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No special treatment of gold dealer licence applicants – independent review

Chairman of the Guyana Gold Board, Gabriel Lall making a point to miners at the Guyana Gold and Diamond Miners Association. (file photo)

In the wake of concerns about how a gold miner, who had been held with 30 pounds of raw gold, eventually got a dealer’s licence, an independent review of the nine licencees shows that none of them benefited from favouritism by the Guyana Gold Board (GGB).

“We are satisfied that none of the applicants appear to have been given special or relaxed consideration as all applicants appear to have followed the same procedures,” the prominent law firm of Cameron and Shepherd told GGB Chairman, Gabriel Lall in a letter dated May 30, 2019.

The Gold Board said the review and evaluation of its licencing process was aimed at determining whether that commercial and regulatory agency stick to all components of its process and determine whether any exceptions or special considerations were granted to any approved dealer in general, and Adolphus Mining, Inc. in particular.

The firm noted that the GGB has a “standard procedure”, though “not fully documented” for evaluating applications for gold dealer licences. The process includes collating submitted documents, assessing the documents for authenticity, interviews with the applicant or applicants, consideration by the board of directors and recommendation to the Minister.

Cameron and Shepherd says based on its review of the process and the records it is satisfied that the applicants “were fully aware of the requirements of their applications and followed the requisite procedure in their submissions” and they submitted all the required documents.

The licensed entities that were reviewed by the law firm were Adamantium Metals Inc; GBTI Property Holding Inc; Pure Diamond Inc; El Dorado Trading; Adolphus Mining Inc; Dinar Trading; Gold Bar Development & Consulting Inc. Excel Minerals Inc and Mohamed’s Enterprise.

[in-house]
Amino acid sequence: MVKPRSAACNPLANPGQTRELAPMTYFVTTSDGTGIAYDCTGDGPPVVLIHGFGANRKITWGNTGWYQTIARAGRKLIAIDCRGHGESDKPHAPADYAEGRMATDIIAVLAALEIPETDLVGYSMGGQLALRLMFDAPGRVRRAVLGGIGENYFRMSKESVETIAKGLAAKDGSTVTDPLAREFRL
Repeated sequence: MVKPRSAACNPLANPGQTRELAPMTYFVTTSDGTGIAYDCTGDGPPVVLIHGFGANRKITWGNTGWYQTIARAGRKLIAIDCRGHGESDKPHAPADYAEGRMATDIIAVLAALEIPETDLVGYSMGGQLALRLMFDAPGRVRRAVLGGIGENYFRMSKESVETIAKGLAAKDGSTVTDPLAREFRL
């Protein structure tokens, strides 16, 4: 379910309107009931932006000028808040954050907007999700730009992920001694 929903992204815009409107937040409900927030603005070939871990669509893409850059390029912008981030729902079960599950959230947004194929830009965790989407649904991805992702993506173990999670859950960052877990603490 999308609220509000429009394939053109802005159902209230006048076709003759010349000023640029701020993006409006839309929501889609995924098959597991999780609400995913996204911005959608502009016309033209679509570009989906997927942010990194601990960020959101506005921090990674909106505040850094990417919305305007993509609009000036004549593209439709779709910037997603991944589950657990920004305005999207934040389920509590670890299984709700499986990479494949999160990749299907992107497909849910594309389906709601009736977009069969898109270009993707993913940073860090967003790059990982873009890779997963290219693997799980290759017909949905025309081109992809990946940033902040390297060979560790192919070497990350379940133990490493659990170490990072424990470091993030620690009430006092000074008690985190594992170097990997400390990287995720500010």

Last week, the GGB defended its decision to grant a dealer’s licence to Adolphus Mining Inc. in March, 2019 because one of its principals had been held with 30 pounds of gold in buckets at a house in 2011.

The GGB did not name Rylon Adolphus at whose home GYD$2.4 million and 30 pounds of gold were allegedly found hidden in soap powder buckets in April, 2011, but opted to state that “the management and board were aware of the circumstances surrounding a quantity of gold that was brought before the then GGB management in 2011.”

Reflecting on that find, the GGB said “additional due diligence revealed” that the “the holder of that gold was the producer, now licensed as a dealer”

The Gold Board said it found that official enquiries at that time and by the current board had revealed that that the discovery of the gold had been as a result of a “private conflict”.

According to the GGB, the gold was weighed at the Board and full payment was made at market rates prevailing in 2011. Further, the Board said there were no charges, court matters, convictions, fines or anything prejudicial levied in relation to that gold.

“All of the aforementioned were part of the review and approval process by management and the directorate of the GGB in 2018/19. There was nothing that militated materially against, or that did serve as an effective bar to the issuance of a gold dealer’s license to Adolphus Mining, Inc,” the board said.